It's almost correct, but not quite.
There are two separate, unrelated ways to get a familiar in D&D 5e, and you're trying to combine them.
The first method is by use of the Find Familiar spell, which allows you to summon a celestial, fey, or fiendish spirit that takes the form of any of a list of creatures. This list is expanded by the warlock pact of the chain. This familiar is perfectly obedient, can be resummoned when it dies, can be hid in a pocket dimension, deliver touch spells that you cast, and everything else specified in the spell description. This method gives you a familiar with the basic stats of the chosen creature, not the "variant: familiar" traits of the chosen creature (unless your DM chooses to have that creature type appear).
The second method is by finding a quasit, imp, or pseudodragon that has the "variant: familiar" trait (which is 100% up to the DM), and enlisting it as a familiar by interacting with it. This familiar has only the traits listed in the stat block for that creature, including the variant traits, but none of the traits of familiars given by the Find Familiar spell. No pocket dimension, no touch spells, no limitations on what actions it can perform, and if it dies, it's just dead. This type of familiar is an NPC controlled by the DM (much like a hireling or other follower), and is only as obedient to the PC as the DM says it is, using the MM entry as a guide.
Now that we've established how things actually work, we can address your real concern. Your warlock can't yet communicate at a great distance, but he can soon. There is a warlock invocation available to him called Voice of the Chain Master that does the same thing, but with unlimited range on the same plane. As you've realized, this ability has some incredible potential, especially for scouting.
It's not any more powerful than other options and should not be limited.
Let's compare it to some other invocations. There's one that lets a warlock cast Disguise Self as at will. This would let him see a guard, and appear exactly like that guard and just walk around the enemy camp unimpeded. Or maybe impersonate the leader of the camp and just take it over without even a struggle. There's another invocation that lets the warlock cast arcane eye at will, which gives you a way better scout than an easily killed creature. A familiar, even an invisible one, still has to succeed on a Dexterity (stealth) check to avoid being heard and then easily killed. An arcane eye does not.
So, in order to fully utilize this scouting ability, your warlock has to pick the chain pact and spend one of his few, precious invocations, both of which are huge opportunity costs. He deserves something in return. This something is you not limiting it. It already has a flaw in still being able to be killed by anything that hears it, or smells it. That's right, just about any pet wolf is going to be enough to catch this familiar. It doesn't need any more limitations.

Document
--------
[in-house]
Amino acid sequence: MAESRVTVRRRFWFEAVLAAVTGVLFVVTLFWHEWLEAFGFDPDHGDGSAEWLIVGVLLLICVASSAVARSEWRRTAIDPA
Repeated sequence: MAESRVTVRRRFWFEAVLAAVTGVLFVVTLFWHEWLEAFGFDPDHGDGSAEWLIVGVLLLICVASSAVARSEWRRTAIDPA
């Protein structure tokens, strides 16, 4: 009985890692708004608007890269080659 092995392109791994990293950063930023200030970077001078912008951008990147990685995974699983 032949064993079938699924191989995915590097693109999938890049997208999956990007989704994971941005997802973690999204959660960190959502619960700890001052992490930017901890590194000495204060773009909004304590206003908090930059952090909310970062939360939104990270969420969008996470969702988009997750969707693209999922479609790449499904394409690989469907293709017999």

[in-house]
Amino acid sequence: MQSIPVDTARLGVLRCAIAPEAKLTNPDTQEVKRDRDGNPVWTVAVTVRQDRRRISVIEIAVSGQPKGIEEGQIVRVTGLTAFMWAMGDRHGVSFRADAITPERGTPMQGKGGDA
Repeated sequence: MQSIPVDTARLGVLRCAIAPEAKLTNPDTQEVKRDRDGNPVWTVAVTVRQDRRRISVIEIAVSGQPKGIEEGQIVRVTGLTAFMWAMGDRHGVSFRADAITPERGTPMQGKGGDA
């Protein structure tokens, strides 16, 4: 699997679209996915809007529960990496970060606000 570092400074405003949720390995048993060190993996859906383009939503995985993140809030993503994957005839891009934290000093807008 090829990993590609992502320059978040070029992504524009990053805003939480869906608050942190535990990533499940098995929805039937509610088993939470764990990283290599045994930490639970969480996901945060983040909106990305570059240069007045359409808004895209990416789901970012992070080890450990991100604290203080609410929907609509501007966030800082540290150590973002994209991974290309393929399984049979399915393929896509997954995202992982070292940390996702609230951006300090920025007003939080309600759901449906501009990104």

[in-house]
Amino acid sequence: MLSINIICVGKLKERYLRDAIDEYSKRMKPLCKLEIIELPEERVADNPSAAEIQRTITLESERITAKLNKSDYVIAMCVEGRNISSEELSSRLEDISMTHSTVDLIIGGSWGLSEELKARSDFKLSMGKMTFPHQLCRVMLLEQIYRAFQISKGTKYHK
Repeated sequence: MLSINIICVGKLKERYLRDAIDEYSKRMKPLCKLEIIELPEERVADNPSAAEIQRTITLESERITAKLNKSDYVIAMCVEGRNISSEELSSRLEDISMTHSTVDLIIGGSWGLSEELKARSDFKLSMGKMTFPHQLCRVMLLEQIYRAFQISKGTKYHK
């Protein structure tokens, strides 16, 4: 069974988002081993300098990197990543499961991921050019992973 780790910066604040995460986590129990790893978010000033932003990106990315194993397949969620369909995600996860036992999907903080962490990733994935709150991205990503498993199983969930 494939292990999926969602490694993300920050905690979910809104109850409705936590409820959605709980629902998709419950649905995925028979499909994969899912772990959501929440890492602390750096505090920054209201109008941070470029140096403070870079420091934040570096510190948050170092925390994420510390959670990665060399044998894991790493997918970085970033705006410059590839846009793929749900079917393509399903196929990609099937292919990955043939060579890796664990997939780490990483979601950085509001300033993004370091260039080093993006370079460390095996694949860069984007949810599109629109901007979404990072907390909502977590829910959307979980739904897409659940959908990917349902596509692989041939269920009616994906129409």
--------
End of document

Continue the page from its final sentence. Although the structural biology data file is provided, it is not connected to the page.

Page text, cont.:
No, a Warlock with the Pact of the Chain feature does not receive Magic Resistance if they choose a Quasit, Imp, or Pseudodragon. In the first place, a variant rule is only in play if the DM chooses. However, even if the DM decides that pseudodragon familiars (for example) are a thing, it still doesn't benefit the Warlock.
Some pseudodragons are willing to serve spellcasters as a familiar. Such pseudodragons have the following trait.
So "some pseudodragons" will be familiars who share Magic Resistance with their masters. The Warlock, however, gets their familiar from the find familiar spell, which says:
You gain the service of a familiar, a spirit that takes an animal form that you choose: [...]
The Pact of the Chain says that:
When you cast the spell, you can choose one of the normal forms for your familiar or one of the following special forms: imp, pseudodragon, quasit, or sprite.
In other words, the Warlock's familiar isn't any sort of pseudodragon, let alone one with the variant. It's a spirit that takes the form of a pseudodragon (and can take a different form anytime the Warlock chooses). The spell does say that:
[...] the familiar gains the statistics of the chosen form [...]
However, the statistics of a creature are defined on pages 6-11 of the Monster Manual. The short definition is that, if you look at a creature's entry, it's everything in the yellow box. This doesn't include variant traits like the Familiar trait - those are in green boxes off to the side.
All of that aside, a generous DM could, of course, allow a Pact of the Chain familiar to provide its master with Magic Resistance. It must be pointed out, though, that this is making the Pact of the Chain vastly more powerful than it normally is, so DMs thinking about it should consider carefully.
An even more generous DM could allow any player to gain the service of a creature with the familiar variant. This, too, should be considered carefully - it's effectively giving the player a more powerful version of the Pact of the Chain feature for free.
All creatures provoke opportunity attacks in that way unless a feature or certain situation prevents it. For example, owls have the Flyby feature which explicitly prevents them from provoking opportunity attacks when they move from an enemy's reach.